"Hey!" I said, looking at my watch and seeing that the midnight hour had long since tolled. "It's my birthday!" And the ladies rushed over to kiss me again.

As the dollar falls in value and the European Economic Community expands and strengthens, all the old bargain places are drifting away. Spain? Last I looked, the peseta and the penny were roughly the same and the day of the elegant $10 meal was over, no doubt for good.

In Uruguay, though, enough remnants of the Third World hang on that you can still do wonderful things cheaply. And North Americans are enough of a rarity that the locals seem genuinely glad to see you and interested in your welfare.

After two weeks there, covering a sailing race that turned out to be less exciting than anticipated, I had a pretty good handle on where the bargains were.

For my final meal, I stopped in at El Metejon, a downtown parrilla -- the sophisticated South American equivalent of a barbecue. The main feature is a crackling wood fire in a corner with a huge grill banking away from it, bedecked with slabs of beef, chicken, black sausage and pork roasting over the glowing embers.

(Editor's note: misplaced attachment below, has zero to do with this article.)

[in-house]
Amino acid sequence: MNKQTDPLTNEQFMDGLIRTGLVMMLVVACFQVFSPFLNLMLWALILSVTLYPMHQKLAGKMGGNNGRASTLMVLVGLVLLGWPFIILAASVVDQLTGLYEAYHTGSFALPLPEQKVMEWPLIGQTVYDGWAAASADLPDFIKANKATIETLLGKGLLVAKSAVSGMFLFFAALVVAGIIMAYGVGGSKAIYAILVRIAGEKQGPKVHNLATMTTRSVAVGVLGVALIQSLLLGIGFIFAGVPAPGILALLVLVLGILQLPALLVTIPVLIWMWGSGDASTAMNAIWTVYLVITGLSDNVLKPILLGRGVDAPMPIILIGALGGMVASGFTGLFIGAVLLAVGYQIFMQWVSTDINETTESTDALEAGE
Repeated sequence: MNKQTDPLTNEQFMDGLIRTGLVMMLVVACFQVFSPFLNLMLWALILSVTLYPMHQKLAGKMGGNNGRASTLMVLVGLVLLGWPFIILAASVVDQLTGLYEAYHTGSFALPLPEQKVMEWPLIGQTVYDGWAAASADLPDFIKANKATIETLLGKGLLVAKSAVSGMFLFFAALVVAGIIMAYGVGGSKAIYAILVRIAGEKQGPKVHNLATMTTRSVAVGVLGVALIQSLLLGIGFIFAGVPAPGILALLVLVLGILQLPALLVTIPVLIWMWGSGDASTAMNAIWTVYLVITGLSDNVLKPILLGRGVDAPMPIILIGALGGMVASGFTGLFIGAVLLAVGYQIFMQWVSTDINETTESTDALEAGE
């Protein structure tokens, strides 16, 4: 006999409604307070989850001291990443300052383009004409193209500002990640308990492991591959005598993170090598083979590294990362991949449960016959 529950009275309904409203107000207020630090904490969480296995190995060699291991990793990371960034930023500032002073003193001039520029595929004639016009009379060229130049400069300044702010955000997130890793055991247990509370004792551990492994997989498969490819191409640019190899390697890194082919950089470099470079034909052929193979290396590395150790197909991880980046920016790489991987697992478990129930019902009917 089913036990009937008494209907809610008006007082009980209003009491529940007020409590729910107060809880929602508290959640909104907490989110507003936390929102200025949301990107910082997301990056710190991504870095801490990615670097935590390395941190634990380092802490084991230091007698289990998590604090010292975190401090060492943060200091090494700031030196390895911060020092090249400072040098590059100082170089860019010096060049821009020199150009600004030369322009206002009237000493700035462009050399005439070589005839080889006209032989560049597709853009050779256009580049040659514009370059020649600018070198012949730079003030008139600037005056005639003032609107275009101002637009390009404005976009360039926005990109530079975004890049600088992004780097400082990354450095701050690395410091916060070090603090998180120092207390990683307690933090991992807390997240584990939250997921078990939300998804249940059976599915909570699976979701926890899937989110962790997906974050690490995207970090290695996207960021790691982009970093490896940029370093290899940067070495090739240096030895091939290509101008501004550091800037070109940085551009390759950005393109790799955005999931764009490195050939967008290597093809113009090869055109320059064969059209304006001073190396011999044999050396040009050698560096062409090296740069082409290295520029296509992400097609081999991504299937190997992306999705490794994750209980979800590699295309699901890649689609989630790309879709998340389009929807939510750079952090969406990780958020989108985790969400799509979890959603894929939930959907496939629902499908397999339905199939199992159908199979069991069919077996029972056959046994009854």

I ordered the best: a tenderloin beefsteak called lomo, a large mixed salad of fresh lettuce, tomatoes and sweet onions, a Pilsener beer, french fries and an espresso to cap it off.

The white-jacketed waiter was attentive; he mixed the salad dressing at the table and delivered a huge chunk of tender beef aged just so, grilled to perfection and sizzling hot. The bill for this kingly repast? Well under $10, including tip.

Another day I stopped by the seashore in the afternoon to snap a few pictures and spied two tanned gentlemen slurping mussels under an umbrella. One turned out to be Hugo Vidal, president of Punta's Restaurant and Hotel Association, who said the shellfish had been caught the day before by divers just off a little island visible across the sea. Steamed in garlic and wine and served with crusty fresh bread, they were spectacular.